The year is 1919 in Boston, Massachusetts. This is a saga of two families caught in the maelstrom of the
period. There are the Coughlins, a lace curtain Irish family headed by a proud and powerful police captain.
His son, Danny, a patrolman, goes undercover to infiltrate the Bolsheviks and anarchists who are recruiting the
city's poverty-stricken immigrants. He finds himself sympathetic to the immigrants' lives, as their living
conditions are all too similar to those of his fellow policemen. Danny falls in love against social mores with
Nora, the Irish immigrant maid who has a secret past. His love is complicated by the fact that his brother,
Connor, is also is love with Nora.
The other family is that of Luther Lawrence, a talented black ballplayer who has fled to Boston after killing
a drug lord in Tulsa. Here he becomes entwined with Danny's family, but has to fight discrimination and racial
prejudice and the racist cop who is out to destroy him.
The Given Day is a definite departure from Lehane's usual mystery novels. This is a historic epic,
bringing to life a turbulent period in the history of the United States. It is a tale of tragedy, hope, betrayal,
love and the conflicts of human nature.
There is a panorama of social tensions, immigration, political corruption, anarchy and, yes, love and jealousy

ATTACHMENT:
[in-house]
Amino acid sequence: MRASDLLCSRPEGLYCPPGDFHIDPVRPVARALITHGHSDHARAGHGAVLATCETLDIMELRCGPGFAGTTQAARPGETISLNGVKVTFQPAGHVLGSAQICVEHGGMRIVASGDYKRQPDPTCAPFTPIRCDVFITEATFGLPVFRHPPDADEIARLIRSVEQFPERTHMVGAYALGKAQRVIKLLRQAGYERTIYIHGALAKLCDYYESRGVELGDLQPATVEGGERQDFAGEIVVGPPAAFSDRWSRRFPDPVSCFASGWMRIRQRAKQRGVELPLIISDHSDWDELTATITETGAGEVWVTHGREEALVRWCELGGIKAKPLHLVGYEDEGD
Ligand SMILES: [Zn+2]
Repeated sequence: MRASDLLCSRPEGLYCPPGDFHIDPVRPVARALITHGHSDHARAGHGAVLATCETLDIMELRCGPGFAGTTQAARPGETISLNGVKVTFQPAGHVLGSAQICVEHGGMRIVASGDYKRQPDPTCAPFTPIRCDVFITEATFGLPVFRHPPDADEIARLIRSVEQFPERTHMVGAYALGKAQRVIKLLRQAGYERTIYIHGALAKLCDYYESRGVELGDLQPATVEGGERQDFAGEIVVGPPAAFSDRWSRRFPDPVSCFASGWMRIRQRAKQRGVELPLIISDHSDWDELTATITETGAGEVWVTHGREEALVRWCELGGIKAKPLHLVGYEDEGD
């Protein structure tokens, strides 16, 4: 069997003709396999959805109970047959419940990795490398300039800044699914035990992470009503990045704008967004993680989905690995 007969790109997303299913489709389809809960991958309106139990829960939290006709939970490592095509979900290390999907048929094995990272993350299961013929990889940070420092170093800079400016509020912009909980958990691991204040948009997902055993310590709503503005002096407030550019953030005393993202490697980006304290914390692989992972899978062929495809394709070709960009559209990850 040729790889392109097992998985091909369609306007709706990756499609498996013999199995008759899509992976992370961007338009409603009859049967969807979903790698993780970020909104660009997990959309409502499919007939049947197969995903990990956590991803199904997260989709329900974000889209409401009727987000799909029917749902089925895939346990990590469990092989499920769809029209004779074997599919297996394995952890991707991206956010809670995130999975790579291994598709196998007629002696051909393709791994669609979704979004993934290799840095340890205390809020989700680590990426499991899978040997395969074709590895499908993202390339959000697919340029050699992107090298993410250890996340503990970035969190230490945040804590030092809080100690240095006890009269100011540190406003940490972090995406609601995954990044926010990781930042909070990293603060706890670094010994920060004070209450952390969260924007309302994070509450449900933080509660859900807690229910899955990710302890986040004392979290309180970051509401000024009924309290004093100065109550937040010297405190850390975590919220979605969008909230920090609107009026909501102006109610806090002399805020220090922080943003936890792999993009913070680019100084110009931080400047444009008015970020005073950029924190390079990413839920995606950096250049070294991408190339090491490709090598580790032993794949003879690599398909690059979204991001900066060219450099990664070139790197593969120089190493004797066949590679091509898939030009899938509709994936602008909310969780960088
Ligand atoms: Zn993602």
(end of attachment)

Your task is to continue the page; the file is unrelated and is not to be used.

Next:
and personal greed. In addition to the well defined characters of Danny and the Coughlin family and their friends,
along with the Lawrence family, there are glimpses of historic personalities: Babe Ruth, Calvin Coolidge, Emma
Goldman, Eugene O'Neill, Franklin D. Roosevelt, and others.
The research involved is extensive. The writing is excellent with a cast of true-to-life characters. The
devastation of the Police Strike is described with precision. The struggle of the working class trying to find
decent working conditions and a fair wage is brought to life. Lehane touches on the Volstead Act, which
inaugurated Prohibition; on the devastation of the Spanish influenza, which was still raging; on the Black Sox
baseball scandal in the World Series; and on many other defining events.
This is a 700-page work of historical fiction which will fascinate and inform the reader. It is not just an
engrossing story but also a lesson in history. You won't want to put the book down once you start the first